5.610-6 milligrams per liter

(Gr. beryllos, beryl; also called Glucinium or Glucinum, Gr. glykys, sweet) Discovered as the oxide by Vauquelin in beryl and in emeralds in 1798. The metal was isolated in 1828 by Wohler and by Bussy independently by the action of potassium on beryllium chloride. Beryllium is found in some 30 mineral species, the most important of which are bertrandite, beryl, chrysoberyl, and phenacite. Aquamarine and emerald are precious forms of beryl. Beryl and bertrandite are the most important commercial sources of the element and its compounds. Most of the metal is now prepared by reducing beryllium fluoride with magnesium metal. Beryllium metal did not become readily available to industry until 1957. The metal, steel gray in color, has many desirable properties. It is one of the lightest of all metals, and has one of the highest melting points of the light metals. Its modulus of elasticity is about one third greater than that of steel. It resists attack by concentrated nitric acid, has excellent thermal conductivity, and is nonmagnetic. It has a high permeability to X-rays and when bombarded by alpha particles, as from radium or polonium, neutrons are produced in the amount of about 30 neutrons/million alpha particles. At ordinary temperatures beryllium resists oxidation in air, although its ability to scratch glass is probably due to the formation of a thin layer of the oxide. Beryllium is used as an alloying agent in producing beryllium copper which is extensively used for springs, electrical contacts, spot-welding electrodes, and nonsparking tools. It has found application as a structural material for high-speed aircraft, missiles, spacecraft, and communication satellites. It is being used in the windshield frame, brake discs, support beams, and other structural components of the space shuttle. Because beryllium is relatively transparent to X-rays, ultra-thin Be-foil is finding use in X-ray lithography for reproduction of microminiature integrated circuits. Beryllium is used in nuclear reactors as a reflector or moderator for it has a low thermal neutron absorption cross section. It is used in gyroscopes, computer parts, and instruments where lightness, stiffness, and dimensional stability are required. The oxide has a very high melting point and is also used in nuclear work and ceramic applications. Beryllium and its salts are toxic and should be handled with the greatest of care. Beryllium and its compounds should not be tasted to verify the sweetish nature of beryllium (as did early experimenters). The metal, its alloys, and its salts can be handled if certain work codes are observed, but no attempt should be made to work with beryllium before becoming familiar with proper safeguards.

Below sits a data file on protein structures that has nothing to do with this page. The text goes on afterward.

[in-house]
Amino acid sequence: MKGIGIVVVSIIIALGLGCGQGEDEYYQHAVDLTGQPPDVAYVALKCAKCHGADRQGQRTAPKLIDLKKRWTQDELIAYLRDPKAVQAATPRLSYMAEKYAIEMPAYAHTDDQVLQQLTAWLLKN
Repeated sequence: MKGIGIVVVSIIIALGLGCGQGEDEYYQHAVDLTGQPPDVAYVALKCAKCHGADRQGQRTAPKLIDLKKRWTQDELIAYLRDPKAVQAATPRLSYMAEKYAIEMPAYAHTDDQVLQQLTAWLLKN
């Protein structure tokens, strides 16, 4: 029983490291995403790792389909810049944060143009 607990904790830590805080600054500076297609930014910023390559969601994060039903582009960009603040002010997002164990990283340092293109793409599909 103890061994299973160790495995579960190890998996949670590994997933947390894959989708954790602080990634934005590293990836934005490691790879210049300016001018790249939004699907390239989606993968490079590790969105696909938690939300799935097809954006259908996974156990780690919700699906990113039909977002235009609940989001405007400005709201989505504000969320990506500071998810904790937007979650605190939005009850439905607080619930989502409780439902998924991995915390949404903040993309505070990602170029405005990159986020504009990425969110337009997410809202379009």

Source: CRC Handbook of Chemistry and Physics, 1913-1995. David R. Lide, Editor in Chief. Author: C.R. Hammond

Although emeralds and beryl were known to ancient civilizations, they were first recognized as the same mineral (Be3Al2(SiO3)6) by Abb Hay in 1798. Later that year, Louis-Nicholas Vauquelin, a French chemist, discovered that an unknown element was present in emeralds and beryl. Attempts to isolate the new element finally succeeded in 1828 when two chemists, Friedrich Wlhler of Germany and A. Bussy of France, independently produced beryllium by reducing beryllium chloride (BeCl2) with potassium in a platinum crucible.  Today, beryllium is primarily obtained from the minerals beryl (Be3Al2(SiO3)6) and bertrandite (4BeO2SiO2H2O) through a chemical process or through the electrolysis of a mixture of molten beryllium chloride (BeCl2) and sodium chloride (NaCl).

Beryllium is relatively transparent to X-rays and is used to make windows for X-ray tubes. When exposed to alpha particles, such as those emitted by radium or polonium, beryllium emits neutrons and is used as a neutron source. Beryllium is also used as a moderator in nuclear reactors.

Beryllium is alloyed with copper (2% beryllium, 98% copper) to form a wear resistant material, known as beryllium bronze, used in gyroscopes and other devices where wear resistance is important. Beryllium is alloyed with nickel (2% beryllium, 98% nickel) to make springs, spot-welding electrodes and non-sparking tools. Other beryllium alloys are used in the windshield, brake disks and other structural components of the space shuttle.

Beryllium oxide (BeO), a compound of beryllium, is used in the nuclear industry and in ceramics.

Beryllium was once known as glucinum, which means sweet, since beryllium and many of its compounds have a sugary taste. Unfortunately for the chemists that discovered this particular property, beryllium and many of its compounds are poisonous and should never be tasted or ingested.